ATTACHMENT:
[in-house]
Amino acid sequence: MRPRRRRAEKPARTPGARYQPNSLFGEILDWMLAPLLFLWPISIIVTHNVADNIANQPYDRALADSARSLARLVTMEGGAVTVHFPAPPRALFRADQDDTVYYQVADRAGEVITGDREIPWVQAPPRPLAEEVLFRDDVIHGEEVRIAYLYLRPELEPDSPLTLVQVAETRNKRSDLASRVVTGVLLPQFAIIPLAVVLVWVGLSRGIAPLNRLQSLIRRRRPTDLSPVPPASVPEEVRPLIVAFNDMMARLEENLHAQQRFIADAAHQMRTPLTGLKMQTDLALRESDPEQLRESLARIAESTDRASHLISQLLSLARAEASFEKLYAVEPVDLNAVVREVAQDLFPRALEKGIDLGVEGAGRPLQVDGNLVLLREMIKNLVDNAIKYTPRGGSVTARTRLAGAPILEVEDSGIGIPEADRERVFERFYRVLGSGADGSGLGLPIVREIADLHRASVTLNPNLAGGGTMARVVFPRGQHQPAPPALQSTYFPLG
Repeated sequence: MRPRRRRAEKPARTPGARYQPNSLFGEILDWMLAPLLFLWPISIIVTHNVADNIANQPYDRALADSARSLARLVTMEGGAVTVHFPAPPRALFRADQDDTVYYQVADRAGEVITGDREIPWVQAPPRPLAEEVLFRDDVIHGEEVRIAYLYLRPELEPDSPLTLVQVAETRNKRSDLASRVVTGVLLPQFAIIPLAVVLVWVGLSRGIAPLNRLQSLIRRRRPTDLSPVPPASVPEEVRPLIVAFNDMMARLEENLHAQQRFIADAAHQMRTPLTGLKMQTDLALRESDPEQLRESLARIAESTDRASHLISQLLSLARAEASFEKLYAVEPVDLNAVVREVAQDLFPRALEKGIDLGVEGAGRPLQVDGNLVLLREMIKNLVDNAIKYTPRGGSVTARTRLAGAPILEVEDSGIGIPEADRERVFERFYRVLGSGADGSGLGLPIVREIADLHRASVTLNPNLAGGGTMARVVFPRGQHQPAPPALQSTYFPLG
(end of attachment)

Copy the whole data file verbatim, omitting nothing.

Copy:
[in-house]
Amino acid sequence: MRPRRRRAEKPARTPGARYQPNSLFGEILDWMLAPLLFLWPISIIVTHNVADNIANQPYDRALADSARSLARLVTMEGGAVTVHFPAPPRALFRADQDDTVYYQVADRAGEVITGDREIPWVQAPPRPLAEEVLFRDDVIHGEEVRIAYLYLRPELEPDSPLTLVQVAETRNKRSDLASRVVTGVLLPQFAIIPLAVVLVWVGLSRGIAPLNRLQSLIRRRRPTDLSPVPPASVPEEVRPLIVAFNDMMARLEENLHAQQRFIADAAHQMRTPLTGLKMQTDLALRESDPEQLRESLARIAESTDRASHLISQLLSLARAEASFEKLYAVEPVDLNAVVREVAQDLFPRALEKGIDLGVEGAGRPLQVDGNLVLLREMIKNLVDNAIKYTPRGGSVTARTRLAGAPILEVEDSGIGIPEADRERVFERFYRVLGSGADGSGLGLPIVREIADLHRASVTLNPNLAGGGTMARVVFPRGQHQPAPPALQSTYFPLG
Repeated sequence: MRPRRRRAEKPARTPGARYQPNSLFGEILDWMLAPLLFLWPISIIVTHNVADNIANQPYDRALADSARSLARLVTMEGGAVTVHFPAPPRALFRADQDDTVYYQVADRAGEVITGDREIPWVQAPPRPLAEEVLFRDDVIHGEEVRIAYLYLRPELEPDSPLTLVQVAETRNKRSDLASRVVTGVLLPQFAIIPLAVVLVWVGLSRGIAPLNRLQSLIRRRRPTDLSPVPPASVPEEVRPLIVAFNDMMARLEENLHAQQRFIADAAHQMRTPLTGLKMQTDLALRESDPEQLRESLARIAESTDRASHLISQLLSLARAEASFEKLYAVEPVDLNAVVREVAQDLFPRALEKGIDLGVEGAGRPLQVDGNLVLLREMIKNLVDNAIKYTPRGGSVTARTRLAGAPILEVEDSGIGIPEADRERVFERFYRVLGSGADGSGLGLPIVREIADLHRASVTLNPNLAGGGTMARVVFPRGQHQPAPPALQSTYFPLG